Lives are being saved and global security improved thanks to the work of a cross government fund. The fund, among other achievements, has helped save more than 3,000 migrants from the Aegean and the Mediterranean seas and increased opportunities for women’s inclusion in the Yemeni peace progress.
The cross government Conflict, Stability and Security Fund (CSSF) supports and delivers activity to tackle instability and prevent conflicts, which threaten UK interests. In its annual report the CSSF demonstrates how it has improved its programme management, transparency and monitoring and evaluations.
The Independent Commission for Aid Impact (ICAI) published a review on 18 July which found that the CSSF has made “important progress since a critical ICAI report in March 2018, instituting good aid practice, strengthening its ‘do no harm’ approach, which is particularly important in conflict affected areas, and accelerating learning.”
The Minister for the Cabinet Office David Lidington said:
This fund directly benefits both people living in fragile or conflict states and here in the UK. Conflicts do not respect borders and it is in all our interests to help the world become more peaceful, stable and prosperous.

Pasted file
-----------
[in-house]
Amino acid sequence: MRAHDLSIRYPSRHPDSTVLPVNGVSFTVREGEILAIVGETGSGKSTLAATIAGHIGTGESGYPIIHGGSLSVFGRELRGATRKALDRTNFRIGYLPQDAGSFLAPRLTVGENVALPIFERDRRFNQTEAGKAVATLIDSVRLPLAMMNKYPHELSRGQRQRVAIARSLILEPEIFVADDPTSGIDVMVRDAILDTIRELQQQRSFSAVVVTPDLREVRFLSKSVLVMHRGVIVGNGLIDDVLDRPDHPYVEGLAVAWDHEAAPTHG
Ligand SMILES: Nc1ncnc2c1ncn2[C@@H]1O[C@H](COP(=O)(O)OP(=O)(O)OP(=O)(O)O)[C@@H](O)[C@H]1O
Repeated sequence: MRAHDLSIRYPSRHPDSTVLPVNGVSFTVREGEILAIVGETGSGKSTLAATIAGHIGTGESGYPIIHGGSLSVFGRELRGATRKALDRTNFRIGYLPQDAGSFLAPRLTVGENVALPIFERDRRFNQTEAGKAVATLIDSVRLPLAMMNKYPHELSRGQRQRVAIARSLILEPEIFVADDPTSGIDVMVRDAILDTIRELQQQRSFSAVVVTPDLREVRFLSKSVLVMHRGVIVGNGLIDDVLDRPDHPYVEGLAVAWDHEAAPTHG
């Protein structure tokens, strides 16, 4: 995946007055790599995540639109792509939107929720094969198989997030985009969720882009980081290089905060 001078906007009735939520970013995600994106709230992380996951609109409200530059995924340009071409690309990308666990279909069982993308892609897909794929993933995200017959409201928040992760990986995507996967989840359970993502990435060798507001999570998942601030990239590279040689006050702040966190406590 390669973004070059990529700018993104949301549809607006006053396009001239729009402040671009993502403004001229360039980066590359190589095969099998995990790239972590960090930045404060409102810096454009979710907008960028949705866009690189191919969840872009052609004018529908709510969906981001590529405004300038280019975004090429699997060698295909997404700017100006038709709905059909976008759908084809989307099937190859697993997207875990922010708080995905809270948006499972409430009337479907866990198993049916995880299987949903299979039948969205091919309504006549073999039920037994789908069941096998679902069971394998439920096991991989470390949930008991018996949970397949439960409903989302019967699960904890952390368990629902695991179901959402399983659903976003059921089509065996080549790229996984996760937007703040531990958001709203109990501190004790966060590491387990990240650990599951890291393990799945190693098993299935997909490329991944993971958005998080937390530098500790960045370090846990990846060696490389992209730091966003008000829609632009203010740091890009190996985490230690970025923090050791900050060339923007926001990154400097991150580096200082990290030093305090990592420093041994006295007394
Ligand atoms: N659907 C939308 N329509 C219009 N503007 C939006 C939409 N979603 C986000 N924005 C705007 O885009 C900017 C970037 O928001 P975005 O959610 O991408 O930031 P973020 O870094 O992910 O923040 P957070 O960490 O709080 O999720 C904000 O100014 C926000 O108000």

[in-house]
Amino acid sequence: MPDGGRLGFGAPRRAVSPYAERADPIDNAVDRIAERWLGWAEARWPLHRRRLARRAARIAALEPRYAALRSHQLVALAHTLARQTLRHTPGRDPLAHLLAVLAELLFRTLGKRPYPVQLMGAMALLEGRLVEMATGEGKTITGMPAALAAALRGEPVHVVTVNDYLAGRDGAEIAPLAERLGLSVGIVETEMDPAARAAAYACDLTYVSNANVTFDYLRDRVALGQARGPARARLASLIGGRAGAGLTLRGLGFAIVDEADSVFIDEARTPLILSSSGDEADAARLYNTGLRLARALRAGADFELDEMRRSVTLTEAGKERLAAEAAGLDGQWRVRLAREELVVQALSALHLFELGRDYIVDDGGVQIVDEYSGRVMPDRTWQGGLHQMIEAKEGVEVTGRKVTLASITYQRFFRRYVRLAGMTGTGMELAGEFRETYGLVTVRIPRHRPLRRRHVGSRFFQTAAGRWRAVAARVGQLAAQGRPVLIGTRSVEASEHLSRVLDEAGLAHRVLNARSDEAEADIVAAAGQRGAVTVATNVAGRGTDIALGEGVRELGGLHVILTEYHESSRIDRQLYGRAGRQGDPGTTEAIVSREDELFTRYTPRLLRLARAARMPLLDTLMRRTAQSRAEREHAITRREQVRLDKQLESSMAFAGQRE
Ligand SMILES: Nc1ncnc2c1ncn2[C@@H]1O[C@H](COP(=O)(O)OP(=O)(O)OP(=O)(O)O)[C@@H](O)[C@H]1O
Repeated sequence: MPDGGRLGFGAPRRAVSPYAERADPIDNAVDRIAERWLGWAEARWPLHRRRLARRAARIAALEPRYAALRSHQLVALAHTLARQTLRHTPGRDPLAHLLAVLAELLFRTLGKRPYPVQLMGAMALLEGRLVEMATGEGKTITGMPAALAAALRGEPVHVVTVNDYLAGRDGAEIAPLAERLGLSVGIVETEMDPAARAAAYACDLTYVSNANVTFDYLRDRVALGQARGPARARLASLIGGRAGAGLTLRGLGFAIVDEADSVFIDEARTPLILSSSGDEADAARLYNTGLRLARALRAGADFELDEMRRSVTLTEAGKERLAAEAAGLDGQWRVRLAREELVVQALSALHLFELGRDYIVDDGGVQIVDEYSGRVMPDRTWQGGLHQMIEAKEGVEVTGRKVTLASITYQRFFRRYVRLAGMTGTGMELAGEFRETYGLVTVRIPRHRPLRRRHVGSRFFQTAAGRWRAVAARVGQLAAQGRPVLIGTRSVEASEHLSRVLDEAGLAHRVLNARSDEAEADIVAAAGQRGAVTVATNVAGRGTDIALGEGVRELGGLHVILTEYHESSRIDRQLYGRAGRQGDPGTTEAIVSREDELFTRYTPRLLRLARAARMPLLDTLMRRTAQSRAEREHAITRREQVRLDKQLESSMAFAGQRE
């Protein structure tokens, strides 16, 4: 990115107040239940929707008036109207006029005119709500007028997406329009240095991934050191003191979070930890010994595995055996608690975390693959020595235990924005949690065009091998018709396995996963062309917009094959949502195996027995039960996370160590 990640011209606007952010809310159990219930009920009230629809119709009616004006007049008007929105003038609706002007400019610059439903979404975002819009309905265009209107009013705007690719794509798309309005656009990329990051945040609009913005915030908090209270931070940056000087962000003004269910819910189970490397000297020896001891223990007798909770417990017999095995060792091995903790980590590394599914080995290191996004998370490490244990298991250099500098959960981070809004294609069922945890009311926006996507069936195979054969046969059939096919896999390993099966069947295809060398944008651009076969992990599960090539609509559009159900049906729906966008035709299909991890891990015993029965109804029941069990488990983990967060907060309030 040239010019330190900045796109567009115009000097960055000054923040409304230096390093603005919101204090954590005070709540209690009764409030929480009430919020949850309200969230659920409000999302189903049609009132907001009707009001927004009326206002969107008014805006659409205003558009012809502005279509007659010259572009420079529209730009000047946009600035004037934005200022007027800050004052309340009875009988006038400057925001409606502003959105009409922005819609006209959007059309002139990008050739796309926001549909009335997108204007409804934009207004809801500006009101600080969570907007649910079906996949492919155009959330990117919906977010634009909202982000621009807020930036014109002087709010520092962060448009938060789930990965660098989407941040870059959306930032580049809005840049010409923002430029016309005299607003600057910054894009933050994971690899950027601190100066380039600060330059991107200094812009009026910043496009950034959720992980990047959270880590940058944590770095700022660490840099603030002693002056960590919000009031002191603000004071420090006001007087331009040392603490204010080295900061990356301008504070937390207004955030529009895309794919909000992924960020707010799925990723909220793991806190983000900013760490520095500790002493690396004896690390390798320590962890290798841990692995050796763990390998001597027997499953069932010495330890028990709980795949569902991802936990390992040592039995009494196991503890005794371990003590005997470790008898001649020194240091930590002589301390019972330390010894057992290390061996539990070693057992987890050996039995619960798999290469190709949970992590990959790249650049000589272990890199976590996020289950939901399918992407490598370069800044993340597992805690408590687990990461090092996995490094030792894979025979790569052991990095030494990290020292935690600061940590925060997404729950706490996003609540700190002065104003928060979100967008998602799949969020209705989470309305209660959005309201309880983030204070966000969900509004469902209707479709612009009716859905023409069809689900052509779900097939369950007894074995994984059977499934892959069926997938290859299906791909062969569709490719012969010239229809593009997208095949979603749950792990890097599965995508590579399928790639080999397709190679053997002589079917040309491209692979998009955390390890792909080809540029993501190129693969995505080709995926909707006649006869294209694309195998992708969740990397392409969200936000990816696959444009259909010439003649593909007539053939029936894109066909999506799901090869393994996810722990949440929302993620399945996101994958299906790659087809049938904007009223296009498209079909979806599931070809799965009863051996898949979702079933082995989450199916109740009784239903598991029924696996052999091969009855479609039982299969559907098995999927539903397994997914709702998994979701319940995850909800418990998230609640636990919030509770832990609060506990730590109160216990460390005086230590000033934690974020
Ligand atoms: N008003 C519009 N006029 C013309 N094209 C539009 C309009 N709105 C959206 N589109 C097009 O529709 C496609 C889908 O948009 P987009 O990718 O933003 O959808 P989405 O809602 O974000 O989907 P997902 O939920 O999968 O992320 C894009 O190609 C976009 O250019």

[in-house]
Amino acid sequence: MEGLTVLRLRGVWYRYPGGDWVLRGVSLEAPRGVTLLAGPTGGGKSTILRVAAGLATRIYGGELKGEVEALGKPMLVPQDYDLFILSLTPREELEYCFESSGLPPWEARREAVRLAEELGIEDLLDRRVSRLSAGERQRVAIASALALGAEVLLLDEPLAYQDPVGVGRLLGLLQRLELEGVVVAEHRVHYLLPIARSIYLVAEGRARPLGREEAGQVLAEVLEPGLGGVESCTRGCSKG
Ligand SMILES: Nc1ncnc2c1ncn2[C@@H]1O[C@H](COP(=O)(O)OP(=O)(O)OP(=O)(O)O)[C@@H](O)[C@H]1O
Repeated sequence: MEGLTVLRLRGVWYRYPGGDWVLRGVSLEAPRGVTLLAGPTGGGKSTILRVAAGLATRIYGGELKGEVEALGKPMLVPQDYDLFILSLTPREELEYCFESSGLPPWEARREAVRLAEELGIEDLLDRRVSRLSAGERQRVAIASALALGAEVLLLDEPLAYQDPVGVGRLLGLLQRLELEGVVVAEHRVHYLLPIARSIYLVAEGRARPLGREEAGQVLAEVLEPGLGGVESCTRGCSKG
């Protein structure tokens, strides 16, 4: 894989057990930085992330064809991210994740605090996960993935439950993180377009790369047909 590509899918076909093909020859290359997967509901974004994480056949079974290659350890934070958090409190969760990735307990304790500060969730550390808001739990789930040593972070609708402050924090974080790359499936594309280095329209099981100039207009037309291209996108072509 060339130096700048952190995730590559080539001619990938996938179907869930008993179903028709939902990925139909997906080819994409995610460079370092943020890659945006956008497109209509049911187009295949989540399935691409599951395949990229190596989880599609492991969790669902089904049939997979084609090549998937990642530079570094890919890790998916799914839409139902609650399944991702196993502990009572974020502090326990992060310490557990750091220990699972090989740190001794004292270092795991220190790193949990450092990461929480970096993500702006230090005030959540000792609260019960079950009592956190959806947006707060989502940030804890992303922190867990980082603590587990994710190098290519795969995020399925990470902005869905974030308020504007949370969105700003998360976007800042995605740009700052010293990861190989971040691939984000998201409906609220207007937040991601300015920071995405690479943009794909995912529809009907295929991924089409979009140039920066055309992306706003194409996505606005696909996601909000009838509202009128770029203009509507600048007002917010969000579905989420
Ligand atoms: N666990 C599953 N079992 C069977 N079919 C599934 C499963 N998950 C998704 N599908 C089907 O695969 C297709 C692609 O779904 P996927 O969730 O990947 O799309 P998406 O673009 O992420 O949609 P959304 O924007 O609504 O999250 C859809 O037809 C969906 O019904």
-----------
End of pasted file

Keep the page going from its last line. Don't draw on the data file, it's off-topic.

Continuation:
Over the last ten years, the nature of conflict and instability has changed dramatically. Conflicts last longer, involve more countries and are further complicated by terrorism and serious and organised crime. While these crises stifle development and cause human suffering, they also affect the UK’s national security.
The CSSF enables the government to use cross-departmental expertise to deliver programmes which complement the work of departments like DFID, FCO and MOD, and deliver support to countries at risk of instability, as well as states and regions suffering from violent conflicts.
The UK is unique in this approach. No other country in the world has a fund which can spend both official development assistance (ODA) – overseas aid budget – and non-ODA, and is as large in scope or as ambitious as the CSSF.